Thursday, April 26, 2007

The Perfect Mile

I was going to wait to comment on Neal Bascomb's The Perfect Mile until I actually finished the book but now is as good a time as any.

I love true life tales of people pushing themselves to the limit and accomplishing their goals. It could be sports, music, education, whatever, I'm always fascinated by people with such dedication to a singular task that they cannot be satisfied until it is accomplished. I'd love to claim a similar driven attitude but I suffer from varied interests and wandering goals.

Looking back, it seems impressive but not very monumental to beat the four minute mile mark. People do it all the time these days. However, in the early 1950's, it was thought to be impossible. In fact, the best medical advice of the day was that, if anyone was to run a 4 minute mile, they would no doubt collapse at the finish line and die of heart failure. Many runners never attempted the feat for fear of shortening their life spans.

The book chronicles the three main challengers to the 4 minute mile - Bannister in England, Landy in Australia, and Santee in America - as they train on 3 separate continents while keeping tabs on each others progress through news reports. Of course, we know that Bannister was the first to accomplish the goal while simultaneously completing his medical degree doing rounds at a local hospital. However, even knowing the outcome, it is very exciting to read the accounts of each runner's progress as they inch closer and closer to the record before Bannister finally breaks through. If you have a chance, take a look. Any runner will be fascinated by this book. It gets my highest recommendation for a sports book.

I see that the film rights to the book are owned by Universal Studios but, as yet, production hasn't begun. I guess we needed another Die Hard installment first.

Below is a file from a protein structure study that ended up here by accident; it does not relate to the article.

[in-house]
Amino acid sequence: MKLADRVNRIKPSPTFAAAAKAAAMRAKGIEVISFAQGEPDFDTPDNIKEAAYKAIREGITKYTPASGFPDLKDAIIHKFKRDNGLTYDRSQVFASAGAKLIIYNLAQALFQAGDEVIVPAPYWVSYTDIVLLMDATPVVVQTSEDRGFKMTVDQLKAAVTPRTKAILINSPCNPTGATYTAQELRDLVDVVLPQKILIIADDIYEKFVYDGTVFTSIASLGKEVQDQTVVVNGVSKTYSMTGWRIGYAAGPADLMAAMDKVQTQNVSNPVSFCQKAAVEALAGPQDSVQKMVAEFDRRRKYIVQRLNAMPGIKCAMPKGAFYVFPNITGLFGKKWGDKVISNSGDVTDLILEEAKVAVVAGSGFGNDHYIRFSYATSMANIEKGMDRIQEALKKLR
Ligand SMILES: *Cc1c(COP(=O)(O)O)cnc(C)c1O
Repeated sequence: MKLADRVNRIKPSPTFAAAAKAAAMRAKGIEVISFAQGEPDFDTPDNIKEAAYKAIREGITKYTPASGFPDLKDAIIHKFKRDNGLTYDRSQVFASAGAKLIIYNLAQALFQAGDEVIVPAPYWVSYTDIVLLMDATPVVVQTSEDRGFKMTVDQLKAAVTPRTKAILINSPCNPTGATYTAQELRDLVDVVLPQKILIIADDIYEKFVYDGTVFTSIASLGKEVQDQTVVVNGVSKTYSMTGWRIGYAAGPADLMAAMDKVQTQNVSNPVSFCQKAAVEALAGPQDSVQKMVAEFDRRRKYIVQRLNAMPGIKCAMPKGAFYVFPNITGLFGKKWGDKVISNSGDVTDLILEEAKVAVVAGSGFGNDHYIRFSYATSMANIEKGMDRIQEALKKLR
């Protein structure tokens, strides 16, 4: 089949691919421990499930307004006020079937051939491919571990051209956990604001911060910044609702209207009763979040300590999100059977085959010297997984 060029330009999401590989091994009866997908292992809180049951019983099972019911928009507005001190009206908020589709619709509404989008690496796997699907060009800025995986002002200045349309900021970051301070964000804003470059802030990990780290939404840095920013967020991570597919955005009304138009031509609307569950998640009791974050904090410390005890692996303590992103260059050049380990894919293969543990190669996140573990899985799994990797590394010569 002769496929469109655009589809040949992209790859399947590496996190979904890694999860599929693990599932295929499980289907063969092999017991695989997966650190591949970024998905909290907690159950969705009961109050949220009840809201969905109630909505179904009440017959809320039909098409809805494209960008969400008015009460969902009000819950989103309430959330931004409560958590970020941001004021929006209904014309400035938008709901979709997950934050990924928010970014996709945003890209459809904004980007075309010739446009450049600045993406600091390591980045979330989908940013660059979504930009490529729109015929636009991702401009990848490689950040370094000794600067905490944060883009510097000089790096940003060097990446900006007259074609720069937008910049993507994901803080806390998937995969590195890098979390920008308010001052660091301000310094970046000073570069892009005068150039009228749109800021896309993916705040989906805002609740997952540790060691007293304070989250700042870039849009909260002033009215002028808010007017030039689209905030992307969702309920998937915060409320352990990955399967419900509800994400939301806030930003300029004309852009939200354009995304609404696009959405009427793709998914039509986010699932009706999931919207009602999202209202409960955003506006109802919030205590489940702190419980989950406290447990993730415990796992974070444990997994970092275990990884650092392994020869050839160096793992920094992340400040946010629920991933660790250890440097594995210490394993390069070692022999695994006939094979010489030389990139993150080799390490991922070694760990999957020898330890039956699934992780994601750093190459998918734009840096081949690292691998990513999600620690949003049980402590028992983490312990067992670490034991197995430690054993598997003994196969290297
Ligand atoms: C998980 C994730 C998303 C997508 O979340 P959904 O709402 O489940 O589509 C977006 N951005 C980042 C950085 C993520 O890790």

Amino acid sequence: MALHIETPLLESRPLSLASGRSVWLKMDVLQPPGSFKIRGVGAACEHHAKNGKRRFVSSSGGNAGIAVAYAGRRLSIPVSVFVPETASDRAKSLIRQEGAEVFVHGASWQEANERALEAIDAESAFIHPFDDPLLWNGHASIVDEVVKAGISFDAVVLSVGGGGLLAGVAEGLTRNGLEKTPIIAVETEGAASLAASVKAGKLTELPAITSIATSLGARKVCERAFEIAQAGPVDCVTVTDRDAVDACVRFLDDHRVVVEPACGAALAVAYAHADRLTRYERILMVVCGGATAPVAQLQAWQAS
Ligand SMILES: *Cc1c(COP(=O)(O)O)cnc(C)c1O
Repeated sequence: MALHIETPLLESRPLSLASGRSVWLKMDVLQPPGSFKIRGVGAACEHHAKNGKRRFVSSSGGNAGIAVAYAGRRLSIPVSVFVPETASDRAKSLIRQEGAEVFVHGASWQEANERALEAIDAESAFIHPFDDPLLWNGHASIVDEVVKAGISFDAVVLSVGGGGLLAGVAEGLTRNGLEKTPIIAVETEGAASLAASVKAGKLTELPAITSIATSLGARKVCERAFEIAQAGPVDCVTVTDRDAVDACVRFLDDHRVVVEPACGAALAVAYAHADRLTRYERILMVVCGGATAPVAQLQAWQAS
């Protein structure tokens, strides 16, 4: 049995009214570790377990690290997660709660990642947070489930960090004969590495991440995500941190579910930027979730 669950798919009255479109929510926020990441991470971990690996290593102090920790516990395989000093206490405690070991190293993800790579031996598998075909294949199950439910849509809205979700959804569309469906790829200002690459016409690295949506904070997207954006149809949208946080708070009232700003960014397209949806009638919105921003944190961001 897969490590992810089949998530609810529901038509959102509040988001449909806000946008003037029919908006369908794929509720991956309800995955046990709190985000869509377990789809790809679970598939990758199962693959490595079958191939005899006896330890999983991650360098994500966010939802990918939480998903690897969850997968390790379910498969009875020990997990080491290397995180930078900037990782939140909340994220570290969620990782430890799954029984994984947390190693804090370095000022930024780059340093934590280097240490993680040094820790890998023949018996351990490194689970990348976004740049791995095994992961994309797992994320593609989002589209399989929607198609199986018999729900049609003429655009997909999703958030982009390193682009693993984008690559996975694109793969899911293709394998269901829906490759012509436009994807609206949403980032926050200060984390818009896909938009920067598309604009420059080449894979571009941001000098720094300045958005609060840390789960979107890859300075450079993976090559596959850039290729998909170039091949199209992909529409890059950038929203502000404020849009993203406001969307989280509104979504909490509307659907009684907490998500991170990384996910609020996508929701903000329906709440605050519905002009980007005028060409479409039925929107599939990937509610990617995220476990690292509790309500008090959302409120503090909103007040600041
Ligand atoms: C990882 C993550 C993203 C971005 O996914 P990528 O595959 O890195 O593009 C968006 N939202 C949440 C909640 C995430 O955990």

Running Update: 10 miles last night at a 7:20 pace. This weekend, I'll do 15 miles at around the same pace. I read an article recently that suggested a marathoner should run at marathon pace on the LR every three weeks. I've also read differing accounts that say you shouldn't do your LR's at marathon pace ever. I'm going with the former as I feel stronger and more confident when I hit the LR's at my marathon goal pace and visualize myself working that hard at the marathon itself. This will be the last LR at marathon goal pace. Next weekend, 21 miles and then the blessed taper!

1 comment:

Mir said...

It's hard to believe taper time is almost here! It sounds like your miles are going great. You're going to rock this marathon.

Sorry to hear about your car key ordeal. If it makes you feel any better, one time I drove to a trailhead to run and instead of taking the car key off my keychain, I took my house key, tied it to my shoe, locked the car door, and only then realized what I'd done. Smart!

Thanks for your thoughts on the book--I might have to pick that one up sometime.